Sugar, Part 2: The Different Types of Sugar (+ How to Make Brown Sugar)
August is SUGAR month on Completely Delicious! In case you missed last week’s post— Sugar, Part 1: Why Sugar is Important in Baking.
Today we’re going to talk about the different types of sugar. Sugar exists in two ways, either naturally in things like fruit and milk, or through the process of refining it from sugar cane and sugar beets.
Types of Sugar
Turbinado Sugar— is the closest to raw sugar available. It is only partially refined, light brown in color, with coarse crystals and a caramel flavor.
Granulated Sugar— is the standard sugar used in the kitchen. The crystals are white, fine and uniform in size.
Superfine Sugar— is granulated sugar with smaller-sized crystals. You can make your own by pulsing granulated sugar in a food processor a few times.
Powdered Sugar— (or confectioner’s sugar) is made by grinding granulated sugar through different degrees of fine screens. Because of its tendency to lump, cornstarch is added to absorb moisture.
Brown Sugar— is granulated sugar with molasses added back in. It is high in moisture and tends to clump, so it is important to store it in an airtight container.
Corn Syrup— is derived from corn kernels and is available in light and dark varieties. It is very thick and gives food a chewy texture.
Honey— is made by honeybees from nectar collected from flowers. It is a strong sweetener with a distinct flavor that varies based on season, type of flower, and age.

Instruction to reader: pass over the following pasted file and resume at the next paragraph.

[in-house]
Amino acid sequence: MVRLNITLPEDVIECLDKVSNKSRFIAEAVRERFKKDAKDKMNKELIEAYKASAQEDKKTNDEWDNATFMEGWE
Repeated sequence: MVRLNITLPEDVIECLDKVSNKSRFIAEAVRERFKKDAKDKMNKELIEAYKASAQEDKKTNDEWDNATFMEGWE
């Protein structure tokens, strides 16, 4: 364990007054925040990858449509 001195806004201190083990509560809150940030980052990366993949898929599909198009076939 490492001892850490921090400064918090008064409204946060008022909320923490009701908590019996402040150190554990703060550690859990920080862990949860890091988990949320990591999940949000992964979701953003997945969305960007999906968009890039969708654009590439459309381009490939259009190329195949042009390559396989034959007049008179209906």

Maple Syrup— is made from the sap of sugar maple trees, which is boiled down to reduce its water content. It is graded based on color, flavor, and sugar content.
Molasses— is actually a by-product of the sugar making process. Unsulfured molasses, however, is intentionally made from pure cane syrup and is preferred over other types because of its milder flavor.
How to Make Brown Sugar
Making brown sugar at home is easy! Since brown sugar is simply granulated sugar + molasses, all you need to know is this ratio:
1 cup granulated sugar
1 tablespoon molasses
Simply combine the two in a bowl with a fork. It will take a few minutes and little bit of elbow grease, but that’s it! It really is that simple.
Use and store it exactly as you would store-bought brown sugar.
Stay tuned for next week’s post on sugar alternatives and sugar-free baking!